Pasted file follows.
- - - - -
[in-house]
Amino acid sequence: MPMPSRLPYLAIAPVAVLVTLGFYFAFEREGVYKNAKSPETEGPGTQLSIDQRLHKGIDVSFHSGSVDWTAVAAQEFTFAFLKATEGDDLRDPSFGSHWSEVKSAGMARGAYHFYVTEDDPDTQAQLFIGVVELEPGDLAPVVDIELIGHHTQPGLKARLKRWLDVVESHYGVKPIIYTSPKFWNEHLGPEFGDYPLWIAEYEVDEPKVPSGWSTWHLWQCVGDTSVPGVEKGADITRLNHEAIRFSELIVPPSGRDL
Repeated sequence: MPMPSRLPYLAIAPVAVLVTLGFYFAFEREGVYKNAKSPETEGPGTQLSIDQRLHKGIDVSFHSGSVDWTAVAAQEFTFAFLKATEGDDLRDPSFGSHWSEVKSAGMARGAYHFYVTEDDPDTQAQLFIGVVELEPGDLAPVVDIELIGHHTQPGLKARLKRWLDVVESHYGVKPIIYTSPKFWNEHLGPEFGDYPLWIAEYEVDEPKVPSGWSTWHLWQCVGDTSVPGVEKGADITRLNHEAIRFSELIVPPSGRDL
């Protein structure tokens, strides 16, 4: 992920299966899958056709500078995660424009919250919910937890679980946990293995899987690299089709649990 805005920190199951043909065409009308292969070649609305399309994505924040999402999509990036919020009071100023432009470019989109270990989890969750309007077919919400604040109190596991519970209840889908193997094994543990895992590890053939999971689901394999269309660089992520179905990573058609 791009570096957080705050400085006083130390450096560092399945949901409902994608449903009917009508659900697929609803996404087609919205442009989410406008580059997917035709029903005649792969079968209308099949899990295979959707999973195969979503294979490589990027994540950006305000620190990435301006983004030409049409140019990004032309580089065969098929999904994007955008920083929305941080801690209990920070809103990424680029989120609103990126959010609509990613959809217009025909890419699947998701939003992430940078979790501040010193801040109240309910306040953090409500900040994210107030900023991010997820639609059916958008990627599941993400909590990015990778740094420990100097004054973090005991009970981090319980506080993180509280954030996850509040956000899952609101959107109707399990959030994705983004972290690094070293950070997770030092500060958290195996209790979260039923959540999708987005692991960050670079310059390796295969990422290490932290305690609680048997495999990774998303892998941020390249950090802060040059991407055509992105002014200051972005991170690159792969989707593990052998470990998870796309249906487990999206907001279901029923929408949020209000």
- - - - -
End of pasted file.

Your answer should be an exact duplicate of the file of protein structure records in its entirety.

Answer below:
[in-house]
Amino acid sequence: MPMPSRLPYLAIAPVAVLVTLGFYFAFEREGVYKNAKSPETEGPGTQLSIDQRLHKGIDVSFHSGSVDWTAVAAQEFTFAFLKATEGDDLRDPSFGSHWSEVKSAGMARGAYHFYVTEDDPDTQAQLFIGVVELEPGDLAPVVDIELIGHHTQPGLKARLKRWLDVVESHYGVKPIIYTSPKFWNEHLGPEFGDYPLWIAEYEVDEPKVPSGWSTWHLWQCVGDTSVPGVEKGADITRLNHEAIRFSELIVPPSGRDL
Repeated sequence: MPMPSRLPYLAIAPVAVLVTLGFYFAFEREGVYKNAKSPETEGPGTQLSIDQRLHKGIDVSFHSGSVDWTAVAAQEFTFAFLKATEGDDLRDPSFGSHWSEVKSAGMARGAYHFYVTEDDPDTQAQLFIGVVELEPGDLAPVVDIELIGHHTQPGLKARLKRWLDVVESHYGVKPIIYTSPKFWNEHLGPEFGDYPLWIAEYEVDEPKVPSGWSTWHLWQCVGDTSVPGVEKGADITRLNHEAIRFSELIVPPSGRDL
């Protein structure tokens, strides 16, 4: 992920299966899958056709500078995660424009919250919910937890679980946990293995899987690299089709649990 805005920190199951043909065409009308292969070649609305399309994505924040999402999509990036919020009071100023432009470019989109270990989890969750309007077919919400604040109190596991519970209840889908193997094994543990895992590890053939999971689901394999269309660089992520179905990573058609 791009570096957080705050400085006083130390450096560092399945949901409902994608449903009917009508659900697929609803996404087609919205442009989410406008580059997917035709029903005649792969079968209308099949899990295979959707999973195969979503294979490589990027994540950006305000620190990435301006983004030409049409140019990004032309580089065969098929999904994007955008920083929305941080801690209990920070809103990424680029989120609103990126959010609509990613959809217009025909890419699947998701939003992430940078979790501040010193801040109240309910306040953090409500900040994210107030900023991010997820639609059916958008990627599941993400909590990015990778740094420990100097004054973090005991009970981090319980506080993180509280954030996850509040956000899952609101959107109707399990959030994705983004972290690094070293950070997770030092500060958290195996209790979260039923959540999708987005692991960050670079310059390796295969990422290490932290305690609680048997495999990774998303892998941020390249950090802060040059991407055509992105002014200051972005991170690159792969989707593990052998470990998870796309249906487990999206907001279901029923929408949020209000």